Now, fast forward to 2021, and a lot has changed.  Instead of floppy drives, the best high-speed storage peripherals are sd-card based, such as the SD2IEC.  And instead of Linux boxes, wireless internet "WiFi" modems that hook directly to the Commodore 128 user port solve the same problem.  My interest in the later spawned my WiFi Modem firmware "Zimodem", as well as the plethora of 8-bit internet software, including new terminal programs for GEOS.

When I received a nicely working C128 as a donation a few weeks ago, I decided it was time to revive, once again, that old telnet BBS from 1996.

So, if you'd like to give it a try, you can connect to it at, port 6502.  The best way is from a real Commodore 8-bit computer, such as the C64, C128, or Plus/4, using your own WiFi Modem.  For Windows users, there is also CGTerm or SyncTerm.  

Stop by when you can, and behold this microscopic internet-before-the-Internet that consumed my attention and interest for so many years.

Wednesday, April 7, 2021

Zee C900 Computer Story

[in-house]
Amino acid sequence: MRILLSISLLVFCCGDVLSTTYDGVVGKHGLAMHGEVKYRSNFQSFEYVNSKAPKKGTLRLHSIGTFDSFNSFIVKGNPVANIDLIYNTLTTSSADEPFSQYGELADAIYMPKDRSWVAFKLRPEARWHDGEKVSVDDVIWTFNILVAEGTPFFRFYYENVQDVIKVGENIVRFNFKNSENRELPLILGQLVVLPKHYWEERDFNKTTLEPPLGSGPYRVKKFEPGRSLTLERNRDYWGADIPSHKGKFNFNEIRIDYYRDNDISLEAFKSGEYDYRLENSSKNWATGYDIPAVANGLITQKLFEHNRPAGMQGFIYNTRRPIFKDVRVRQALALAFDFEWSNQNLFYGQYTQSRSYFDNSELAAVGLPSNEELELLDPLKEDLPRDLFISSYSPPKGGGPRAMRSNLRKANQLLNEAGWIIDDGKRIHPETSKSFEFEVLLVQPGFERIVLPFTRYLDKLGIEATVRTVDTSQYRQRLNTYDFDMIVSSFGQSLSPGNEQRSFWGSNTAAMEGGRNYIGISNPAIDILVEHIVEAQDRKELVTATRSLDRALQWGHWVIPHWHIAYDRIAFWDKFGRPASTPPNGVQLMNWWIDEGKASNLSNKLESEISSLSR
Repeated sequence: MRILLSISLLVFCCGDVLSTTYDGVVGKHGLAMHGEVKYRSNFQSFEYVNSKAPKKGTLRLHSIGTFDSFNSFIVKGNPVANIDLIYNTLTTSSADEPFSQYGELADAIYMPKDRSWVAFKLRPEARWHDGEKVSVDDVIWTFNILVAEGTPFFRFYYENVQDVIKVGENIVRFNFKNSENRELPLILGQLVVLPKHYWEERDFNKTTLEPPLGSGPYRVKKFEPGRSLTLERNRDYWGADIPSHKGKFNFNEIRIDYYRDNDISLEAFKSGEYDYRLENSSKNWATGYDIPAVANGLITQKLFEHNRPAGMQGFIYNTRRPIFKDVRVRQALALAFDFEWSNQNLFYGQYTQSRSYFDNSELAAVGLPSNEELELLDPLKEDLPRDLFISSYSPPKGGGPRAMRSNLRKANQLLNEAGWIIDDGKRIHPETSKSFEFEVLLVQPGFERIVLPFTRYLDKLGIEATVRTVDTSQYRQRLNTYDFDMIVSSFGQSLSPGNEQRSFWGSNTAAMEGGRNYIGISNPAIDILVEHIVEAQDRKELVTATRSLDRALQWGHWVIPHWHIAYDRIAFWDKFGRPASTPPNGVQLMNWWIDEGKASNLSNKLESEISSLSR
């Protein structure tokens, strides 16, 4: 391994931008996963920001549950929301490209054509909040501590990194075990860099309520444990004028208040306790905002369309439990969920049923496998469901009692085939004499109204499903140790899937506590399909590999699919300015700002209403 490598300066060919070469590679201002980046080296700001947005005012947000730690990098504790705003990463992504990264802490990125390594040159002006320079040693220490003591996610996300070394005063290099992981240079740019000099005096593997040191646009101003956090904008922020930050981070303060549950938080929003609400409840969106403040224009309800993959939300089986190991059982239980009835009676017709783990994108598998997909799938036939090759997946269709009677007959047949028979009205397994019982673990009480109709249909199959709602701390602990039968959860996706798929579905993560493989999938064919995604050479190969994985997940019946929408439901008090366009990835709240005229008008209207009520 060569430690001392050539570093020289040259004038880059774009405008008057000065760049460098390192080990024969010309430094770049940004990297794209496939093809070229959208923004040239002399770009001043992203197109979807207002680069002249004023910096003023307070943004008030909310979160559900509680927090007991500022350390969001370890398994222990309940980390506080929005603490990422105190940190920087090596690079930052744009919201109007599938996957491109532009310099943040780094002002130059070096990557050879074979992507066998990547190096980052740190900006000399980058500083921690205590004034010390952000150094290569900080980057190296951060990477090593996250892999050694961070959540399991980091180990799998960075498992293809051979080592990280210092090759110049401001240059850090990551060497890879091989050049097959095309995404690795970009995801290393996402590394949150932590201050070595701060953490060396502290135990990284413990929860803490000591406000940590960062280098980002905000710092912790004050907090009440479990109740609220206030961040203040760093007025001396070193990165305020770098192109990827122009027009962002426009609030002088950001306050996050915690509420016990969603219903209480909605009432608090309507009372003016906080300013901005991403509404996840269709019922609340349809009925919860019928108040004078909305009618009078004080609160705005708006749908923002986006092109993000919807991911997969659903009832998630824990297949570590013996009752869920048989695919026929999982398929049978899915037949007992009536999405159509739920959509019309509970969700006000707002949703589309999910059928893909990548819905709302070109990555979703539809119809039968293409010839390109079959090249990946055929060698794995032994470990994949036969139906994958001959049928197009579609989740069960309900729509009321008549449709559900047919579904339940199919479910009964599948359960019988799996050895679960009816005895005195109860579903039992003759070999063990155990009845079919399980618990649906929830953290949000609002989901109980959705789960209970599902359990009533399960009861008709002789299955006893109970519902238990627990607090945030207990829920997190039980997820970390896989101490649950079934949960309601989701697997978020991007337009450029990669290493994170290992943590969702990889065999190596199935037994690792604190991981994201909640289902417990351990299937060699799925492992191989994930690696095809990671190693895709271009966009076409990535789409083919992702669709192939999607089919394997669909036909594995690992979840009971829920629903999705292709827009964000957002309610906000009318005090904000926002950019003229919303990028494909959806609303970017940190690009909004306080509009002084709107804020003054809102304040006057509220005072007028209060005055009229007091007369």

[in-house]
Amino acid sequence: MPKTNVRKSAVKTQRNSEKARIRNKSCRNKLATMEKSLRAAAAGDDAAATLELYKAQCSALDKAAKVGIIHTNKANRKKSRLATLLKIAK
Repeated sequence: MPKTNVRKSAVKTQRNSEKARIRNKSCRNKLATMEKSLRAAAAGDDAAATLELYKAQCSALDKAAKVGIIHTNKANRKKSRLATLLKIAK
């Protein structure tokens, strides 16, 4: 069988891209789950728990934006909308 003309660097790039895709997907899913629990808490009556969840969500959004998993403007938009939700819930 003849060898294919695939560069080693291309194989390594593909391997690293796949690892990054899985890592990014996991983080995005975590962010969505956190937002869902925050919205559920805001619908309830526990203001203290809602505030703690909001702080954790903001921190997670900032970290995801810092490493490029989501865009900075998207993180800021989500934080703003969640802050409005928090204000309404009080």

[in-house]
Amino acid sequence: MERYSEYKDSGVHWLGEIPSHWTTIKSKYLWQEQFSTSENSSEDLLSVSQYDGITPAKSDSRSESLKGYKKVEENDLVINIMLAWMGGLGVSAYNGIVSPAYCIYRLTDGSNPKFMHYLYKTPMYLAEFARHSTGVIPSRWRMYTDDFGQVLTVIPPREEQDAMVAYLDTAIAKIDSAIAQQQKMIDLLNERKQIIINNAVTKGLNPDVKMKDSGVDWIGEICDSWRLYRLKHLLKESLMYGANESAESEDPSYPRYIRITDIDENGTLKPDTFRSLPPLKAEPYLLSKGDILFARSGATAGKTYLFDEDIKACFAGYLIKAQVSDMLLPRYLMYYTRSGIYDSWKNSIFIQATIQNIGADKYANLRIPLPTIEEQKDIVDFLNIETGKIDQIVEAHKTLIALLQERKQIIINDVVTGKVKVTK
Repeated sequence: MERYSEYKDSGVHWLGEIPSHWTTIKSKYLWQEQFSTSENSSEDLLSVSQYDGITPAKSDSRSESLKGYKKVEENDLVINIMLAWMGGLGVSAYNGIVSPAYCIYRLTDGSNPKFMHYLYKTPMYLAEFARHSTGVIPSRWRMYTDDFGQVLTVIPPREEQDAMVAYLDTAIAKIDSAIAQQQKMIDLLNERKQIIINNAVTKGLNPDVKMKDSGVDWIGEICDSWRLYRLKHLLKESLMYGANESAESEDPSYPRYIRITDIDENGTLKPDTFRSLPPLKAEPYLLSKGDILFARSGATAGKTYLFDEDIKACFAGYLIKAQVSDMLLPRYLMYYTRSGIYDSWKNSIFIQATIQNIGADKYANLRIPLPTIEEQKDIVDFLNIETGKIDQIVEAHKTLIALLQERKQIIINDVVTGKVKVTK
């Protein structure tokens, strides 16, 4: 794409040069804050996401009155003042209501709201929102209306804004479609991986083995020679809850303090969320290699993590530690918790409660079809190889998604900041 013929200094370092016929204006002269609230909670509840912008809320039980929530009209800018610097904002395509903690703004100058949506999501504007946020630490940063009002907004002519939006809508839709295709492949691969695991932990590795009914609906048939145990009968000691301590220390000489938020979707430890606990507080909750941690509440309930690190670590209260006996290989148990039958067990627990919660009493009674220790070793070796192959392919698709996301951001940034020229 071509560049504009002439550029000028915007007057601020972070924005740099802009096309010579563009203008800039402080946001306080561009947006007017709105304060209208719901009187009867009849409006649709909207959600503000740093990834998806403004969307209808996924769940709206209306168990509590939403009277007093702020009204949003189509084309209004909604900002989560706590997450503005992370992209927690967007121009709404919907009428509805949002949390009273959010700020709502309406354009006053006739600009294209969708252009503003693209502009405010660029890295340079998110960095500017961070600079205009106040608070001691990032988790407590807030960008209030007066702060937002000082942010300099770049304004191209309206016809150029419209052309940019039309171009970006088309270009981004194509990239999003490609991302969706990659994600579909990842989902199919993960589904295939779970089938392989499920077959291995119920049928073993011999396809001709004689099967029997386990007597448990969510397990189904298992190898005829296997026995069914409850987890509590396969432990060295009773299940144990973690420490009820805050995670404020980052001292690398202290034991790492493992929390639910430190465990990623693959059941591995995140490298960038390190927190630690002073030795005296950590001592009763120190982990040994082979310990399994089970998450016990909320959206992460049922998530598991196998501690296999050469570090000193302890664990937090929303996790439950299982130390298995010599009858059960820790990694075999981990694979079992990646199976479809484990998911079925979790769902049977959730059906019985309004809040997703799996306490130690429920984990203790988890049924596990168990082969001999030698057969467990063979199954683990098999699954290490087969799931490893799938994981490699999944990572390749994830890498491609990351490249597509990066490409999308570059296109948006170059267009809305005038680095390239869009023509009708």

In 2003, a kind German fellow named Claus Schoenleber helped me get my hands on a pair of prototype Unix machines built by Commodore around 1984-85.  One was a server (the Model 1) and the other a workstation/client (the Model 2).  Because of the issues I had with them, it would take until very recently to get them working, and require the help of many, using teamwork only the internet could make possible.  That's the story for today.

The C= engineers referred to these machines internally as "Z Machine" for their Zilog Z8000 chipset, but would be marketed as the Commodore 900.

It was rough being a software guy who collected old hardware in the early 2000s.  My knowledge of basic troubleshooting was very weak, and the internet was still mostly a desert for a niche hobby like this.  As excited as I was about getting these machines, I quickly realized that their problems, and even their requirements and basic usage, were beyond my understanding.

Last year though, thanks to some encouragement from my friends at the Commodore International Historical Society and the Central Texas Commodore Users Group, I decided to apply all I'd learned in the intervening years and see what I could do with them.